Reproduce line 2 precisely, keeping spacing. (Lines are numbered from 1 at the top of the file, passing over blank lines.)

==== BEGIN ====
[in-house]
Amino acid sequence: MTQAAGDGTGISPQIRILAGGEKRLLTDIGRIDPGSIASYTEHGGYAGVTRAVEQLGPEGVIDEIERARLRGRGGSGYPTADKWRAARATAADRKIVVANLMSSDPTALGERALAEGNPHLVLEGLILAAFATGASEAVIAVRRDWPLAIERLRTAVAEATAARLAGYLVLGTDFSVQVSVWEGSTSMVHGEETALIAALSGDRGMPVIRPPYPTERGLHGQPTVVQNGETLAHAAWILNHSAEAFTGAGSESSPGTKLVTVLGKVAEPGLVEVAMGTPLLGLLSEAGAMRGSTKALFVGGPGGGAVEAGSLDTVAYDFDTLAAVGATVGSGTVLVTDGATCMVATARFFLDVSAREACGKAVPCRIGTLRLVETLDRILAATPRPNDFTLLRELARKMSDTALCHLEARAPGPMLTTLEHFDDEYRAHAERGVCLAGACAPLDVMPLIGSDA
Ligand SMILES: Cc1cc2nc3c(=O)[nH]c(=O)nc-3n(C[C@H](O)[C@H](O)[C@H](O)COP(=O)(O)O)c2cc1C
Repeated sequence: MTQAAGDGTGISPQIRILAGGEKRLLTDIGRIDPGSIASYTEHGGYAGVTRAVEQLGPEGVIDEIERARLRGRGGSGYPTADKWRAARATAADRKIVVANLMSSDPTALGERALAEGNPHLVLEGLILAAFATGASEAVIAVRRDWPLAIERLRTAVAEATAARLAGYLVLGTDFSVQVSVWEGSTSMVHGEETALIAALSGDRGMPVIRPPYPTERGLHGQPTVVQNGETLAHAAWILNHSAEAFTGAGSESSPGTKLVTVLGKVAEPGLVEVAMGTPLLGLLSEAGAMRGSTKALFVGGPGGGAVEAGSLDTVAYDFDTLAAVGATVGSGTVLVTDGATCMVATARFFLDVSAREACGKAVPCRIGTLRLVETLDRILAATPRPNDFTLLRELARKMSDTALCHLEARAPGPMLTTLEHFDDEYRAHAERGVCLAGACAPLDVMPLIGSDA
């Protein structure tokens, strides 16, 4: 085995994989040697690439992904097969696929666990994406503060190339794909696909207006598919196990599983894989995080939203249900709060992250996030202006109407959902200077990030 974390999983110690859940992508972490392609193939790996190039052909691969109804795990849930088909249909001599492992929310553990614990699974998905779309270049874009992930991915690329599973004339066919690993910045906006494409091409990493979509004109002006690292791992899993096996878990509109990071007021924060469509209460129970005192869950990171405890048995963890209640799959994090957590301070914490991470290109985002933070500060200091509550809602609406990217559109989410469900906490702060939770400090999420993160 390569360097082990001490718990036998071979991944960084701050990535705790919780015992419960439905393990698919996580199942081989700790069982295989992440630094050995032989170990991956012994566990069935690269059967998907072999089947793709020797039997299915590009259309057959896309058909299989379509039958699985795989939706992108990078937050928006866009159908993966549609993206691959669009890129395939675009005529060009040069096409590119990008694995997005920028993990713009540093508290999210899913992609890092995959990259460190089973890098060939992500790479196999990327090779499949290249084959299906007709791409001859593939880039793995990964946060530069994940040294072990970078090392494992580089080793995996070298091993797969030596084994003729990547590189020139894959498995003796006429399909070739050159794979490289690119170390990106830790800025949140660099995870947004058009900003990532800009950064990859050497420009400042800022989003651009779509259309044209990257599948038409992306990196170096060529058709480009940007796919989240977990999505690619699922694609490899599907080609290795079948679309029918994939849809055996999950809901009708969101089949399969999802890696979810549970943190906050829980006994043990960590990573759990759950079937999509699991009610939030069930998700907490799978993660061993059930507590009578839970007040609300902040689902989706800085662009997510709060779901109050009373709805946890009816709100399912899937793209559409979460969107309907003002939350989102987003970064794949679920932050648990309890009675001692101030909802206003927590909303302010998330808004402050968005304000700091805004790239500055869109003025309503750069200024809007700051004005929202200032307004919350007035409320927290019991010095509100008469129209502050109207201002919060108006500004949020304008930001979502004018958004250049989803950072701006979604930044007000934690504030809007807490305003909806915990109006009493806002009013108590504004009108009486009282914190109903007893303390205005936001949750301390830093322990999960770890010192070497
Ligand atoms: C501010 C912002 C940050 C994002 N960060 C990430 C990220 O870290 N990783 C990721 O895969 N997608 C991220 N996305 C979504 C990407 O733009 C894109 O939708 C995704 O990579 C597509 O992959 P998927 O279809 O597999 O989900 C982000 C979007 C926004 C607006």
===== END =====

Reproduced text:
Amino acid sequence: MTQAAGDGTGISPQIRILAGGEKRLLTDIGRIDPGSIASYTEHGGYAGVTRAVEQLGPEGVIDEIERARLRGRGGSGYPTADKWRAARATAADRKIVVANLMSSDPTALGERALAEGNPHLVLEGLILAAFATGASEAVIAVRRDWPLAIERLRTAVAEATAARLAGYLVLGTDFSVQVSVWEGSTSMVHGEETALIAALSGDRGMPVIRPPYPTERGLHGQPTVVQNGETLAHAAWILNHSAEAFTGAGSESSPGTKLVTVLGKVAEPGLVEVAMGTPLLGLLSEAGAMRGSTKALFVGGPGGGAVEAGSLDTVAYDFDTLAAVGATVGSGTVLVTDGATCMVATARFFLDVSAREACGKAVPCRIGTLRLVETLDRILAATPRPNDFTLLRELARKMSDTALCHLEARAPGPMLTTLEHFDDEYRAHAERGVCLAGACAPLDVMPLIGSDA